Glen Hanlon in 2008
February 20, 1957|
Brandon, Manitoba, Canada
|Height||6 ft 0 in (183 cm)|
|Weight||185 lb (84 kg; 13 st 3 lb)|
St. Louis Blues
New York Rangers
Detroit Red Wings
40th overall, 1977|
30th overall, 1977|
Hanlon played in the National Hockey League for the Vancouver Canucks, St. Louis Blues, New York Rangers and the Detroit Red Wings. He is also former head coach of the Washington Capitals of the NHL, Dinamo Minsk of the Kontinental Hockey League (KHL), the Slovakia national ice hockey team, the Belarusian national ice hockey team and the Swiss national ice hockey team. He was also a goaltender scout for the Vancouver Canucks.
Hanlon was drafted by the Vancouver Canucks in the 1977 NHL Entry Draft, in the third round (40th overall pick). He played for the Vancouver Canucks, St. Louis Blues, New York Rangers and Detroit Red Wings in the NHL, as well as the WCHL, Central Hockey League, AHL and IHL.
In 1978, he won the Central Hockey League's Rookie of the Year.
On October 14, 1979, Hanlon allowed the first career NHL goal scored by Wayne Gretzky, who would eventually become the NHL's all-time scoring leader. Hanlon has been quoted as saying "I created a monster" in reference to allowing Gretzky's first goal.
Hanlon has served as the assistant coach for both the Canucks and Washington Capitals before becoming the head coach of the American Hockey League's Portland Pirates and then the Capitals. After a miserable start to the 2003–04 season, Capitals general manager George McPhee fired head coach Bruce Cassidy and promoted assistant Hanlon to head coaching duties. The Capitals went 15–30–9 under Hanlon to finish the year. Led by 2004 first-round pick Alexander Ovechkin, the Capitals were expected to improve; however the team was still young and compiled a record of 29–41–12. Despite this, Hanlon was guaranteed one more year as coach of the Capitals. In 2005, he was assigned to coach the Belarus hockey team. He led the team to 10th place at the 2005 Men's World Ice Hockey Championships, and to historic high sixth place at the 2006 Men's World Ice Hockey Championships. He was named "sports man of the year" by major Belarusian sports newspaper "Прессбол" in 2006. The 2006–07 Capitals compiled an 8–5–4 mark by the end of November, though long losing streaks eliminated the Caps' chances of making the post-season, as they finished 28–40–14.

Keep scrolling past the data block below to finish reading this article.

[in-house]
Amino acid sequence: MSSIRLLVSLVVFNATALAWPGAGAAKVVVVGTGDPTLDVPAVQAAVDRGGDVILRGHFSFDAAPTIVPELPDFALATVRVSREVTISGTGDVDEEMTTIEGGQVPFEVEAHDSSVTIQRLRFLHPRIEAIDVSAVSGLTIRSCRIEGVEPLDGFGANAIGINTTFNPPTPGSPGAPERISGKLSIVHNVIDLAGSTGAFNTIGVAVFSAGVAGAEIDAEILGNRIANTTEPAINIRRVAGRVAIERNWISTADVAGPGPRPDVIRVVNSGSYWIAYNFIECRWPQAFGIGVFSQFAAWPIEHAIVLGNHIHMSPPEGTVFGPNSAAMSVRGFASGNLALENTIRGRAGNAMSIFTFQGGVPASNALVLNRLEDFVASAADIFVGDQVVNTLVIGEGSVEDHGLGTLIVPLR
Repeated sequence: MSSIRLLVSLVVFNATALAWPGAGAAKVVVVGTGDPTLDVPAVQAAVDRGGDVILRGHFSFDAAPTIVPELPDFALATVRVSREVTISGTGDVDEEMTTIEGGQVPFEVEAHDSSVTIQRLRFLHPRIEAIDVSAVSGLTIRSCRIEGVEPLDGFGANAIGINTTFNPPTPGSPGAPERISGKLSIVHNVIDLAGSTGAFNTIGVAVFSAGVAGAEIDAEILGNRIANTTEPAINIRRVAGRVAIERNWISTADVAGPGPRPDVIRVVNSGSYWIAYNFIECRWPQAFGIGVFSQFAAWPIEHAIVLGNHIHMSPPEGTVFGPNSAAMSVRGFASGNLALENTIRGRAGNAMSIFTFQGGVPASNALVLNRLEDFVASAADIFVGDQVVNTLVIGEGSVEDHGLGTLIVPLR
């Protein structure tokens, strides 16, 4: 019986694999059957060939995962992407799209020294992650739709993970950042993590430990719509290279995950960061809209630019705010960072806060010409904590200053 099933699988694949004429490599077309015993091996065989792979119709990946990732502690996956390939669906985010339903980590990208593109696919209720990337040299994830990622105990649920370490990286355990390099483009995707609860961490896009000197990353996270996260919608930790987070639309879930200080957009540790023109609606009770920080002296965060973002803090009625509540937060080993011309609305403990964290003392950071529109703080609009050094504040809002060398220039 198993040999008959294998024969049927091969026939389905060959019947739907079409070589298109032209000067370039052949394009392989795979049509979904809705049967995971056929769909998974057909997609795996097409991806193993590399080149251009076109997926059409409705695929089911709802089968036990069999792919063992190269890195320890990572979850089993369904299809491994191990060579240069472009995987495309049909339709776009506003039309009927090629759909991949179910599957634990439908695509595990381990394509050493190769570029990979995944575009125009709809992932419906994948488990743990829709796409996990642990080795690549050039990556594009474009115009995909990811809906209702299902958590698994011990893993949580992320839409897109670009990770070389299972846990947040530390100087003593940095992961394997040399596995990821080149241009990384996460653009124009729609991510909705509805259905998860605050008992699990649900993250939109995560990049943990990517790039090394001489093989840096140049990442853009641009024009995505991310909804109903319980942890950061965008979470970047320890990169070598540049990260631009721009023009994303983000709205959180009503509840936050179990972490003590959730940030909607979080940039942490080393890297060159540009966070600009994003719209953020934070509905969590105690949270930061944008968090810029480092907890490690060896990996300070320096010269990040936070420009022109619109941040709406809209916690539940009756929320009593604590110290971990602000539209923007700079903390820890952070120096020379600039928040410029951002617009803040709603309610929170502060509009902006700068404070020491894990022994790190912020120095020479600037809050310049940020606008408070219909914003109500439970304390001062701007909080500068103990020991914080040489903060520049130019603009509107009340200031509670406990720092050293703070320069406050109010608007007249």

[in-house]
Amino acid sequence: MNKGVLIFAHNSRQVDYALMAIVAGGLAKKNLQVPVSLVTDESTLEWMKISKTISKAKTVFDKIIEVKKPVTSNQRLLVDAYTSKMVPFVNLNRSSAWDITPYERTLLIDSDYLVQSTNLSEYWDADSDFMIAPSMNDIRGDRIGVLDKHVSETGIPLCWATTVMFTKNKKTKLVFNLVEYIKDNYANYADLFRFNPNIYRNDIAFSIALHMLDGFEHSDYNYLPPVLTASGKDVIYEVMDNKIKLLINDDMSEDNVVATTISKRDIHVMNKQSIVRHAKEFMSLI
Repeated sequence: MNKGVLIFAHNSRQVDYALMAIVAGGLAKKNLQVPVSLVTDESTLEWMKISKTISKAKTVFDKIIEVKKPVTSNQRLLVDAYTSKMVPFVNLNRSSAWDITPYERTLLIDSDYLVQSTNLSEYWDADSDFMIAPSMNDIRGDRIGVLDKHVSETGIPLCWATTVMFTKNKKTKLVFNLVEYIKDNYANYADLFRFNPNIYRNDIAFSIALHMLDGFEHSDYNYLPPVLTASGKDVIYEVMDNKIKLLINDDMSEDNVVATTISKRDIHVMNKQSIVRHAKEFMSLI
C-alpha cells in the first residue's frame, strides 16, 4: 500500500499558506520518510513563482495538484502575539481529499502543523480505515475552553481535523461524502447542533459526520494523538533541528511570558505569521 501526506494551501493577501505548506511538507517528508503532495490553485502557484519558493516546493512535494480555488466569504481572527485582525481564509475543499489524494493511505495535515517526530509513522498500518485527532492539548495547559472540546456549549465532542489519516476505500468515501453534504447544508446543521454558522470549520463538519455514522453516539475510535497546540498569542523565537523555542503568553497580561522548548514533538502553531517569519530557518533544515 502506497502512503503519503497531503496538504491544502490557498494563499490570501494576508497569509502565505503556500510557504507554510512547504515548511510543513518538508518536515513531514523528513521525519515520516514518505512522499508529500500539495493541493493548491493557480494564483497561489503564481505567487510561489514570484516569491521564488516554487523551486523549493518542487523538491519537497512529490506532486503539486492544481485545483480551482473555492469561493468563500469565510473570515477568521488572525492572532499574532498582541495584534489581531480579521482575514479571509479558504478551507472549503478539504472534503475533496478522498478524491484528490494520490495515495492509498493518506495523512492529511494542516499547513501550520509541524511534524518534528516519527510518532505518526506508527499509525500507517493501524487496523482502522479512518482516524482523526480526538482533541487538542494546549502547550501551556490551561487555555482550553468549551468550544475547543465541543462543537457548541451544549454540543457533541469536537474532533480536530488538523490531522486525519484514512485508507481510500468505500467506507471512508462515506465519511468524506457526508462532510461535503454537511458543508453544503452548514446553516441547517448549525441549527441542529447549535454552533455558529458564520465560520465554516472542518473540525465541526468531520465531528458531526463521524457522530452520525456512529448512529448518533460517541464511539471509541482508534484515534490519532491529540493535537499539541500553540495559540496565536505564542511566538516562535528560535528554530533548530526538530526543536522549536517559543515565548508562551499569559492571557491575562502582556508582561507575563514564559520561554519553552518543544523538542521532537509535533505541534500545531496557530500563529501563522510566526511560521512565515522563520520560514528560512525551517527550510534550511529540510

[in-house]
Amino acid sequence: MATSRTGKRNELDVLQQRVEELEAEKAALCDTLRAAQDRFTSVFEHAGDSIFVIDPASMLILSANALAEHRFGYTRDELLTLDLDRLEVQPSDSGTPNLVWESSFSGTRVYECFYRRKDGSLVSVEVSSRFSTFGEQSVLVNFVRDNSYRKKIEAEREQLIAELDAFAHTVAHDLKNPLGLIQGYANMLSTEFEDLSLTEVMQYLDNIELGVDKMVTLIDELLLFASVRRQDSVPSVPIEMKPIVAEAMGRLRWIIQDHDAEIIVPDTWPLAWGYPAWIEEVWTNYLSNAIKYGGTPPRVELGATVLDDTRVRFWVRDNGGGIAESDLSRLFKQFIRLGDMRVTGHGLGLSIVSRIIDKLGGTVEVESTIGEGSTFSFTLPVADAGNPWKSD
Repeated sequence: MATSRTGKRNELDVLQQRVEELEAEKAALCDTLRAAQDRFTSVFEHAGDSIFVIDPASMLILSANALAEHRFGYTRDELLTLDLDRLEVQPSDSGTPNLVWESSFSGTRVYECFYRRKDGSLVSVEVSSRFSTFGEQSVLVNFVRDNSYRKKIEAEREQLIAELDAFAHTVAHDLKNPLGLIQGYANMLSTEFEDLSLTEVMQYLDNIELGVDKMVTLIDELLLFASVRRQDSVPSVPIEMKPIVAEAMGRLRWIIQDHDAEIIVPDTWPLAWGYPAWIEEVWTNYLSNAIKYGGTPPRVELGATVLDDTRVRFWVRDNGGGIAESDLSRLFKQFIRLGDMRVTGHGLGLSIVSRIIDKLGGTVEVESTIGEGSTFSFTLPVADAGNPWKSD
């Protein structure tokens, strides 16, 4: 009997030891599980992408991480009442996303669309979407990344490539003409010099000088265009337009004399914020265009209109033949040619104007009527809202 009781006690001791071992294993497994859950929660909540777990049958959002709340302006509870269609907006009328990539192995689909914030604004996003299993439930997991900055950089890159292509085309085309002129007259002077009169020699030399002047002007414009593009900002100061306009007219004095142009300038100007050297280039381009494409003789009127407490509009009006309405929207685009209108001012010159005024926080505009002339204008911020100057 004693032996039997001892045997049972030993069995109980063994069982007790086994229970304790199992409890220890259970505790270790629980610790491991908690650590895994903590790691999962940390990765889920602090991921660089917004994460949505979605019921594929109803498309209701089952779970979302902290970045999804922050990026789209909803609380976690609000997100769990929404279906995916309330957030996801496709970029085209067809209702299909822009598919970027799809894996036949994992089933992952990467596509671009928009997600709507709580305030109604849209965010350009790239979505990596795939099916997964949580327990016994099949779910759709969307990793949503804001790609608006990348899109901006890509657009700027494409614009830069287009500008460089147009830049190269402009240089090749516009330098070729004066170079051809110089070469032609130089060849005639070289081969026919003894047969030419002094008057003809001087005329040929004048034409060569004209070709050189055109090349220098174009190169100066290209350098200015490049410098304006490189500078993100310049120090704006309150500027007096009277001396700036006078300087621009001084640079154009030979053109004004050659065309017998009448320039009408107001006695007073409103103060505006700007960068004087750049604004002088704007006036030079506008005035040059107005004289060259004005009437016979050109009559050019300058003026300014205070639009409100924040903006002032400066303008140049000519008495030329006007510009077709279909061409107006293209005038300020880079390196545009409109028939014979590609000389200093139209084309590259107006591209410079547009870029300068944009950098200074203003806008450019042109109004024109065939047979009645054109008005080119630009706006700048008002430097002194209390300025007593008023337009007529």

Over the 2007 offseason, McPhee signed many talented players including Michael Nylander, Tom Poti, Viktor Kozlov and young Swedish star Nicklas Bäckström, elevating expectations in Washington. In the season's first week, the Capitals jumped to a 3–0 record but went on to lose 15 of the next 18 games (3–14–1), which lead to Hanlon's dismissal. McPhee stated that Hanlon had lost control of the team, so he elected to replace Hanlon with Bruce Boudreau, the head coach of the AHL's Hershey Bears. Immediately after Hanlon's exit, the Capitals won against the high-flying Philadelphia Flyers and Carolina Hurricanes. The team finished 37–17–7 the rest of the way in 2007–2008, notching their first division title since 2000–01. Following his dismissal, Hanlon accepted an offer by the Capitals to act as a scout based in the Washington, D.C. area. On February 14, 2008, it was announced that Hanlon would be the head coach of Finnish SM-Liiga team Jokerit.
On March 24, 2010, Glen Hanlon was announced as a new head coach of the Slovak national ice hockey team. He replaced Jan Filc and signed a 4-year contract from April 1, 2010, to the next Winter Olympics in Sochi, Russia, in 2014. Slovakia under his conduct has finished in 12th place on World Championship in Germany 2010. This contract ended prematurely on May 18, 2011, after World Championship in Slovakia where he led the Slovak national ice hockey team to the 10th place.
In 2013, Glen returned to coach the Belarus national ice hockey team. He replaced Andrei Skabelka. On May 27, 2014, it was announced that Glen Hanlon signed a two-year contract as new head coach for the Swiss men's national ice hockey team. Hanlon and the Swiss Ice Hockey Federation parted company in October 2015. The parting came by mutual consent due to family reasons.